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NEUROENDOCRINE CONTROL OF THE MENSTRUAL CYCLE A neuroendocrine cascade involving the hypothalamus, pituitary, and ovaries controls the menstrual cycle (Figure 57-2). A neuronal oscillator or "clock" in the hypothalamus fires at intervals that coincide with bursts of gonadotropin-releasing hormone (GnRH) release into the hypothalamic-pituitary portal vasculature (see Chapter 55). GnRH interacts with its receptor on pituitary gonadotropes to cause release of luteinizing hormone (LH) and follicle-stimulating hormone (FSH). The frequency of the GnRH pulses, which varies in the different phases of the menstrual cycle (see below), controls the relative secretion of FSH and LH.

The gonadotropins (LH and FSH) regulate the growth and maturation of follicles in the ovary and ovarian production of estrogen and progesterone, which then exert feedback regulation on the pituitary and hypothalamus.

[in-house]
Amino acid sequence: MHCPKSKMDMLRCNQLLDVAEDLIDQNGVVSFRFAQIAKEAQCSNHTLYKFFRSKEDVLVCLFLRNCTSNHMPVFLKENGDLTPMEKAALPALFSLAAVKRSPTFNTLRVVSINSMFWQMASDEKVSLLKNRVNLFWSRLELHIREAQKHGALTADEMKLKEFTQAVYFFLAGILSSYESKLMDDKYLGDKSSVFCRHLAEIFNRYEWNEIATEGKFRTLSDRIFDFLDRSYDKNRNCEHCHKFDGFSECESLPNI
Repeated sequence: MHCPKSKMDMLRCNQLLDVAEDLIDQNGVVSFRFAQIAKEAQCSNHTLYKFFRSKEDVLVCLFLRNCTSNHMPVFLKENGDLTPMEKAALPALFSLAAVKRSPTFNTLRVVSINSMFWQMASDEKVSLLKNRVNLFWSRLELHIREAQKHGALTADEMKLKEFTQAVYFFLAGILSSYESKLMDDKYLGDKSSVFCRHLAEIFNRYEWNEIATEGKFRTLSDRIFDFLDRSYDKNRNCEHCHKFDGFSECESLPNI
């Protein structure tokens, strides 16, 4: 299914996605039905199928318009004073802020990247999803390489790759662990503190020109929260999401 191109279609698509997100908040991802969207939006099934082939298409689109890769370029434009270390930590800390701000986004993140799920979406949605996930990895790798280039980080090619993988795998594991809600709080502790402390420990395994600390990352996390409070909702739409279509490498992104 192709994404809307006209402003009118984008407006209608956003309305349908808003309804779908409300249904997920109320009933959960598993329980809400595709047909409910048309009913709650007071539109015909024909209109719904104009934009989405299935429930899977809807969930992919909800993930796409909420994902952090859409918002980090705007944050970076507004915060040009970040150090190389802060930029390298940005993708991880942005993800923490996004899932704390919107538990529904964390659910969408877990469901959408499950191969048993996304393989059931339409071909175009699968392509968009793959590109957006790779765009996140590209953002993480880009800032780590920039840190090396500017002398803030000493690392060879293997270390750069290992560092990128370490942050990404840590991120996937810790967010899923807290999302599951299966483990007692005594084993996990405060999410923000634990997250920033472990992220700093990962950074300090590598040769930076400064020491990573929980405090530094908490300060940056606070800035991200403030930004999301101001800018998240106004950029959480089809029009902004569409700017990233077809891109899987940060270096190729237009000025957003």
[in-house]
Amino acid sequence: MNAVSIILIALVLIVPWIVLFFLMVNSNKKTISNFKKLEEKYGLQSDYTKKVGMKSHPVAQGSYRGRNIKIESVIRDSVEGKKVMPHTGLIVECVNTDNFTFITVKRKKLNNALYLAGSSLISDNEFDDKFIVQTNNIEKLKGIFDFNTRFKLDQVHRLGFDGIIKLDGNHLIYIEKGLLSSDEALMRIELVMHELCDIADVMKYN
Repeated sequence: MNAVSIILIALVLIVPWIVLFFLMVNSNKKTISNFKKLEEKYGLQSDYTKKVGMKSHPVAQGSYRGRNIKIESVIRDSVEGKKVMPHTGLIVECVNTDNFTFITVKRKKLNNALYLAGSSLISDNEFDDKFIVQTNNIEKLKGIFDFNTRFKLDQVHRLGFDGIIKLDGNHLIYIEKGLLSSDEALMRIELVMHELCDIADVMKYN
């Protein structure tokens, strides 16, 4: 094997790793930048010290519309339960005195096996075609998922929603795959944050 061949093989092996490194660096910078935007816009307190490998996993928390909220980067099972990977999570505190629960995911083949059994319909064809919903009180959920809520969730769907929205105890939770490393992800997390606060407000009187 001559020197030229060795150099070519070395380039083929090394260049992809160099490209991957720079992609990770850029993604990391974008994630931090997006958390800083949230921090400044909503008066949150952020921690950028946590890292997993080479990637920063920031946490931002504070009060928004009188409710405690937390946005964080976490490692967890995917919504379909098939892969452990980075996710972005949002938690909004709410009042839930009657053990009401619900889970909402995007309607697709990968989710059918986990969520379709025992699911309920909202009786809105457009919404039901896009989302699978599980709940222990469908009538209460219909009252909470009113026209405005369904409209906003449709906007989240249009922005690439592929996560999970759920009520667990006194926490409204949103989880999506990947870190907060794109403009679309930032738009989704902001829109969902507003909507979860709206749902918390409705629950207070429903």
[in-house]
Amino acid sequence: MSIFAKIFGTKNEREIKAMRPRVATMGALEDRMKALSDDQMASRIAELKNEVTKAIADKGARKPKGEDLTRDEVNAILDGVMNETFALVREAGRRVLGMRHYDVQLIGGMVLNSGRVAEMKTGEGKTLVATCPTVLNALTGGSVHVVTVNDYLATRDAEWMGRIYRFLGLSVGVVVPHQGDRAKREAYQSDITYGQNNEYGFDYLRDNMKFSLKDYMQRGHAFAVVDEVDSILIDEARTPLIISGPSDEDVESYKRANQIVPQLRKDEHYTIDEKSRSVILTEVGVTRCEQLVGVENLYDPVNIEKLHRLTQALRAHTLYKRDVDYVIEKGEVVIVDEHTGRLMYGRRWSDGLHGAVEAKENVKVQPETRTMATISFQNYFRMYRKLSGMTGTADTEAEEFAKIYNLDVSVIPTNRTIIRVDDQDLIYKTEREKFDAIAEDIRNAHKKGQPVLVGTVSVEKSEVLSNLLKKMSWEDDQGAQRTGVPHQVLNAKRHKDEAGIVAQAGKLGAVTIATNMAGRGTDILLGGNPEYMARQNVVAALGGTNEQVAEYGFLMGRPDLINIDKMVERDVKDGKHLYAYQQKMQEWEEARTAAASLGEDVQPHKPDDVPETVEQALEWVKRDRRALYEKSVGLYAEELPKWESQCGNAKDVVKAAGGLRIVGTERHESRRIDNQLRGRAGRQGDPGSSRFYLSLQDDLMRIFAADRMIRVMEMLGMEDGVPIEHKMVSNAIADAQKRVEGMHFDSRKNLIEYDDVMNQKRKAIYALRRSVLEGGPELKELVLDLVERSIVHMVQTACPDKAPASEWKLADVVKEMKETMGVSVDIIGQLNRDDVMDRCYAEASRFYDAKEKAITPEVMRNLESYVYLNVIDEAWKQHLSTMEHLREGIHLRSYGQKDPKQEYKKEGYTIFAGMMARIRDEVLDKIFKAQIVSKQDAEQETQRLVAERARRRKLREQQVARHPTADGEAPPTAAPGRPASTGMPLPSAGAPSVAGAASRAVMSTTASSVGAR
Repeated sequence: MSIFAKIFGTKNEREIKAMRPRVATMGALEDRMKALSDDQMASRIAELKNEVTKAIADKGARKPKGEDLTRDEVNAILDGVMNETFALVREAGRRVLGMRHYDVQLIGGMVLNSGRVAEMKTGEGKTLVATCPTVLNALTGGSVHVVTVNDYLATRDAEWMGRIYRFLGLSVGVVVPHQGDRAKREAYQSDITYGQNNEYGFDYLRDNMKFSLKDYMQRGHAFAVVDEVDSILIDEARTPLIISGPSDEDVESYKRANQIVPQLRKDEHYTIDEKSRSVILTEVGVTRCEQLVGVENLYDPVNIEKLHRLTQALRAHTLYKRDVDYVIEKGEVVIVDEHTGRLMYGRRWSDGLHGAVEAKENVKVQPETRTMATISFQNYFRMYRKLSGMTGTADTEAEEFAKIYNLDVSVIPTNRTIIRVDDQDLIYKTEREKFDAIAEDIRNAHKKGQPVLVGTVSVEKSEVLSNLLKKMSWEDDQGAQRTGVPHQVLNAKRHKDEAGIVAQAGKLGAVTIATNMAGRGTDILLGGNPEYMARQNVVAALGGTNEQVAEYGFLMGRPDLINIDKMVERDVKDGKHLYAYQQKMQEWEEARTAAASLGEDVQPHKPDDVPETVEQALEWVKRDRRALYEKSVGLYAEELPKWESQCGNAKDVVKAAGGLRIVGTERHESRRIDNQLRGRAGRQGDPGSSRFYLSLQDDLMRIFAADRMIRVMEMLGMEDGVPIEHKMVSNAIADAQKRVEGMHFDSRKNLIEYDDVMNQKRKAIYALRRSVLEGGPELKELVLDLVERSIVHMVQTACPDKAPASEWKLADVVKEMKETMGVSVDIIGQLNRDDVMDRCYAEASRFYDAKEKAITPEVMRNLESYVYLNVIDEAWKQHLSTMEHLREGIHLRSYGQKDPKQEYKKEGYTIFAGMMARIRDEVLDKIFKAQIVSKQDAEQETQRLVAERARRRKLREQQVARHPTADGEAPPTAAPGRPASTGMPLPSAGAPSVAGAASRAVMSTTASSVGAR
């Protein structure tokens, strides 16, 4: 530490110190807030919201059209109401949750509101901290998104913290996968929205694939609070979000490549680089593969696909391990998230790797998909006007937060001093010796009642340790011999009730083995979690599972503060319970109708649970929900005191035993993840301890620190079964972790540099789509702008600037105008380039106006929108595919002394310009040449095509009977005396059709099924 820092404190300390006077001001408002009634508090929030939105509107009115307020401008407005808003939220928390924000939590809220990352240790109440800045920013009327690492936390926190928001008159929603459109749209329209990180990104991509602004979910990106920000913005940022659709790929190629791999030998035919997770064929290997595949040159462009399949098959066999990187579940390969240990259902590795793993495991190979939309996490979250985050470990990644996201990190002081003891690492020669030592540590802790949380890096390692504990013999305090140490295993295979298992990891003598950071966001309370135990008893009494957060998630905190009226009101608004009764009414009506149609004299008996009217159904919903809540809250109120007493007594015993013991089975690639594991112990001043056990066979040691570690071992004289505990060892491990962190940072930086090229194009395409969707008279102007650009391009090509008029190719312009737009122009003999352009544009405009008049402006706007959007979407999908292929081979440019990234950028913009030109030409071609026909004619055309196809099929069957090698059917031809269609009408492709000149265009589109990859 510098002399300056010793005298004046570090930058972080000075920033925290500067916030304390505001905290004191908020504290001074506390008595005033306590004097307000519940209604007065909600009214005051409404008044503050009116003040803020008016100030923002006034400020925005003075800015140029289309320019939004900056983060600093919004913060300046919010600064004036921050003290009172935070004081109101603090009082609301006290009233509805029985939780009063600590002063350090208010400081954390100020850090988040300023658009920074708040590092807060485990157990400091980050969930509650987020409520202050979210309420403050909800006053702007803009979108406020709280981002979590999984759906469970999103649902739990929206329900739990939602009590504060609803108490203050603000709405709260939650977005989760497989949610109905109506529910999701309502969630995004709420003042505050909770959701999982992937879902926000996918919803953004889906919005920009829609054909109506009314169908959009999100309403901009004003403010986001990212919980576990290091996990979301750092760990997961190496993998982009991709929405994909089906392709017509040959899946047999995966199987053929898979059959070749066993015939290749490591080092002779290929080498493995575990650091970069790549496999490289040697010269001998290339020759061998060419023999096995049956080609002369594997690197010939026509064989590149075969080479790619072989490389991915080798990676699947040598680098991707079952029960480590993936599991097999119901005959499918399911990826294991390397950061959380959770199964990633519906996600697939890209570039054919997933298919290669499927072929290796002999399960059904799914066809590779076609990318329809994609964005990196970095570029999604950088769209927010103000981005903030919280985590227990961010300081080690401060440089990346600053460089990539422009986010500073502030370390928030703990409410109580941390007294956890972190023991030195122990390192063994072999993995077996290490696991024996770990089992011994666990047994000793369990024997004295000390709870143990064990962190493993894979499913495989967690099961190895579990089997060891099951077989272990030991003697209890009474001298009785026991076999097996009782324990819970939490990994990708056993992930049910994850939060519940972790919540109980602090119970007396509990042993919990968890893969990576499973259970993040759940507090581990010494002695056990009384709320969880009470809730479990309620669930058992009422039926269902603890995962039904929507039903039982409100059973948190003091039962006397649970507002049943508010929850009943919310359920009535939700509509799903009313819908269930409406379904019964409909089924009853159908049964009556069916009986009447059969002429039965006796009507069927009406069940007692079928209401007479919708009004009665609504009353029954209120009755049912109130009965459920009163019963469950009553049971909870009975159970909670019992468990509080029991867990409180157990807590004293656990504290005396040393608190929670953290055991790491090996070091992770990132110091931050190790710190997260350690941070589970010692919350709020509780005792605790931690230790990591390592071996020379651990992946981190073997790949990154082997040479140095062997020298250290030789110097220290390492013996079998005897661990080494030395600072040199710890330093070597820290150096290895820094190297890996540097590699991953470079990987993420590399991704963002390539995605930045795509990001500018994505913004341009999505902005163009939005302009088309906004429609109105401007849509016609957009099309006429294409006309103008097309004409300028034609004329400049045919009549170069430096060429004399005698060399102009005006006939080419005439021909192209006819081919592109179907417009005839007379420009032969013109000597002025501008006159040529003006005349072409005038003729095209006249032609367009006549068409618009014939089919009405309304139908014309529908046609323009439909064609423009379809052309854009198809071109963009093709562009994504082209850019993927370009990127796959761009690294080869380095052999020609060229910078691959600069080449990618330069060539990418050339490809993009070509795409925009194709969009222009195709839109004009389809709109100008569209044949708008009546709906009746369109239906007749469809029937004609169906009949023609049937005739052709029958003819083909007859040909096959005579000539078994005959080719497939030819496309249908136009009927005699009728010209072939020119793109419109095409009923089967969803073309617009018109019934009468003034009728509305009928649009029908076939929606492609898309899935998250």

Because GnRH release is intermittent, LH and FSH secretion is pulsatile. The pulse frequency is determined by the hypothalamic GnRH pulse generator (Figure 57-2), but the amount of gonadotropin released in each pulse (i.e., the pulse amplitude) is largely controlled by the actions of estrogens and progesterone on the pituitary. The intermittent, pulsatile nature of hormone release is essential for the maintenance of normal ovulatory menstrual cycles; constant infusion of GnRH inhibits gonadotropin release and ovarian steroid production (see Chapter 55).Ovarian steroids, primarily progesterone, regulate the frequency of GnRH release by direct and indirect effects on GnRH neurons.

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Diabetes 2

Diabetes 2

Diabetes is a disease that affects the way your body uses food. Normally, your body converts sugars, starches and other foods into a form of sugar called glucose. Your body uses glucose for fuel. The cells receive the glucose through the bloodstream. They then use insulin a hormone made by the pancreas to absorb the glucose, convert it into energy, and either use it or store it for later use. Learn more...

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